Attorneys Miriam Gardner-Frum and Paige Stevens Quilliam are among several lawyers in southeastern Connecticut who have embraced the process of mediation (also sometimes called collaborative divorce) as an alternative to the traditional divorce.
Mediation is designed to minimize the conflict and costs of dissolving a marriage.
Gardner-Frum has practiced law for 22 years and has offered mediation services through her own practice, the Law Offices of Miriam Gardner-Frum in New London, for 20 years. Mediation became her primary focus in 1995.
Quilliam is a partner with Stevens, Harris, Guernsey & Quilliam, P.C. in Niantic. She has been with the firm since 1999 and has been offering mediation services since 2005.
What is divorce
Gardner-Frum: Mediation is a step-by-step problem-solving process facilitated by a neutral mediator (preferably an attorney) who assists couples in reaching a mutually acceptable settlement agreement for issues such as parenting plans, family support, and division of assets and debts.
Quilliam: As a mediator, I assist both parties (versus requiring each individual to hire his or her own attorney) with all aspects of the dissolution of marriage action. Because I am an attorney I can also draft the necessary procedural documents for filing with the court and oversee the required exchange of information to ensure that each party is fully informed. When issues between a couple arise, I can provide information regarding what our relevant statutes say and how other courts have ruled on similar issues.
How did mediation evolve?
Quilliam: Alternate forms of dispute resolution have become more common over the past 10 or 15 years. I started a mediation component of my practice after a decade of representing children in contested custody cases. I represented parents in contested cases as well, but once I saw the impact of divorce on children - having sat down with them and actually been involved as their advocate, having their teachers/pediatricians/therapists talk to me - I changed.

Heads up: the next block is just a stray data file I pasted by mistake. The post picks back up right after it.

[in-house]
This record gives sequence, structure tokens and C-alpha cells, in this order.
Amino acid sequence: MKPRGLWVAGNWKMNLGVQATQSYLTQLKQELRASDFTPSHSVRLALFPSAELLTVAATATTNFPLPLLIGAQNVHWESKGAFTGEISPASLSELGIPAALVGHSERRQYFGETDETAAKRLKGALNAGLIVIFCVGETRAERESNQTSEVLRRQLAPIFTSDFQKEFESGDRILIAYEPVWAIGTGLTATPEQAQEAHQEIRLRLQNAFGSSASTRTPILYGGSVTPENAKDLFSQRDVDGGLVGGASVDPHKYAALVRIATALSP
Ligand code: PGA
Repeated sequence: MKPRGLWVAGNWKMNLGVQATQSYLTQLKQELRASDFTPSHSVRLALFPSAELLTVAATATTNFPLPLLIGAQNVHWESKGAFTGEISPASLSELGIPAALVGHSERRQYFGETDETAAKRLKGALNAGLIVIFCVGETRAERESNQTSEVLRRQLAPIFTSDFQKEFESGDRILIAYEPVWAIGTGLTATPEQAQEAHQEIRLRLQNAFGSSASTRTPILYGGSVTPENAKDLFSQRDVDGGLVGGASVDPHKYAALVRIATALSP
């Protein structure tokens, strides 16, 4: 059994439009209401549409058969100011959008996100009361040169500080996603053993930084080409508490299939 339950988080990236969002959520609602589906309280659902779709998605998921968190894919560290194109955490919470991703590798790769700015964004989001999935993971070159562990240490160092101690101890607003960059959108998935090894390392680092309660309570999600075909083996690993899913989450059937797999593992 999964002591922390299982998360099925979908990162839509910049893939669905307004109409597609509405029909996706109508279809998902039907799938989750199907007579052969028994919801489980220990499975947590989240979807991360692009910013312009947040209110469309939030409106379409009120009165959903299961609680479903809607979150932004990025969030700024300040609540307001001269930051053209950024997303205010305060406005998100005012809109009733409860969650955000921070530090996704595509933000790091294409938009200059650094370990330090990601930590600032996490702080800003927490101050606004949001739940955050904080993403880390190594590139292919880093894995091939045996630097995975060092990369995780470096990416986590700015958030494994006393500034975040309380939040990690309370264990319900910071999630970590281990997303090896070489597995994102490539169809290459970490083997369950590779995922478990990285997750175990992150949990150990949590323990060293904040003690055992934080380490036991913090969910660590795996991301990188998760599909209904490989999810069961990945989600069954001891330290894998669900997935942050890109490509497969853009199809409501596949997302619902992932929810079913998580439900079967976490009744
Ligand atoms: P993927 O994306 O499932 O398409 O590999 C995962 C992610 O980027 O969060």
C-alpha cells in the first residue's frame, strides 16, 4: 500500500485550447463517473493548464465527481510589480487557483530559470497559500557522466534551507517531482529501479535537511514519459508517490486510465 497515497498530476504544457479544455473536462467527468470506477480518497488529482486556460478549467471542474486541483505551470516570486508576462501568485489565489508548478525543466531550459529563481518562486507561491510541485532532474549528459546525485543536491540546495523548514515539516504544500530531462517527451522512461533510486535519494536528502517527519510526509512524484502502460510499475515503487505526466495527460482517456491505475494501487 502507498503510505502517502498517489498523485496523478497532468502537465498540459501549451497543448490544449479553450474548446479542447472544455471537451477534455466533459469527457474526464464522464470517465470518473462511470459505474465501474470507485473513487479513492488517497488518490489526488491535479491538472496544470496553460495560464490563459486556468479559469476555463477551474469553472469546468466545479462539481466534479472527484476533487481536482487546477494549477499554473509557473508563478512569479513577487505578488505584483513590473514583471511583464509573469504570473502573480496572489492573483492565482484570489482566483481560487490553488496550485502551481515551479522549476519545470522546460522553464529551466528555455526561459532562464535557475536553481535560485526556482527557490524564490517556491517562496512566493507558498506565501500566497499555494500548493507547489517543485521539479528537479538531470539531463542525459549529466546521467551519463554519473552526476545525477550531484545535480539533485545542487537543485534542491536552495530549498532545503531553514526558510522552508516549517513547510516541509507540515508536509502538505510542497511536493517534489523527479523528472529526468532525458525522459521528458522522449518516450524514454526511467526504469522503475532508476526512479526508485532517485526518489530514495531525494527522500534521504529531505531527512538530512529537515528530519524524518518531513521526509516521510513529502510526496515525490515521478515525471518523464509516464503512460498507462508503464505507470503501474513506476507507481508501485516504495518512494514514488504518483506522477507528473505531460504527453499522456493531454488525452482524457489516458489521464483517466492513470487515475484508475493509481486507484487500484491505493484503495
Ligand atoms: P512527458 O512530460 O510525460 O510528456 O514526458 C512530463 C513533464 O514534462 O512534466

What's the difference between mediation and a"regular" divorce?
Gardner-Frum: A regular divorce starts out and progresses in the court system, which by its nature is adversarial. Resolving disputes means that one party wins and the other loses, one party is right and the other is wrong. It's a very polarizing process. In a mediated divorce, both parties win and each is able to identify their interests, needs and concerns versus their positions. In the midst of mediation, I often see a couple start to problem-solve together.
Quilliam: Procedurally, the process is the same. The same paperwork is filed with the court. But from the court's perspective, the parties are representing themselves and the mediator is behind the scenes walking them through the process.
What are the nuts and bolts of mediation?
Gardner-Frum: I meet with both parties, describe the process, both the legal aspect and where mediation comes into it. We gather all relevant information, work on a parenting plan (if there are children), discuss how they've parented in the past, and look at all financial aspects of their lives. An "average" mediation takes three to four sessions. Once papers have been served and returned, which takes 30 days, there a 90-day waiting period and the couple is then eligible for a final hearing.
What are the benefits of divorce mediation?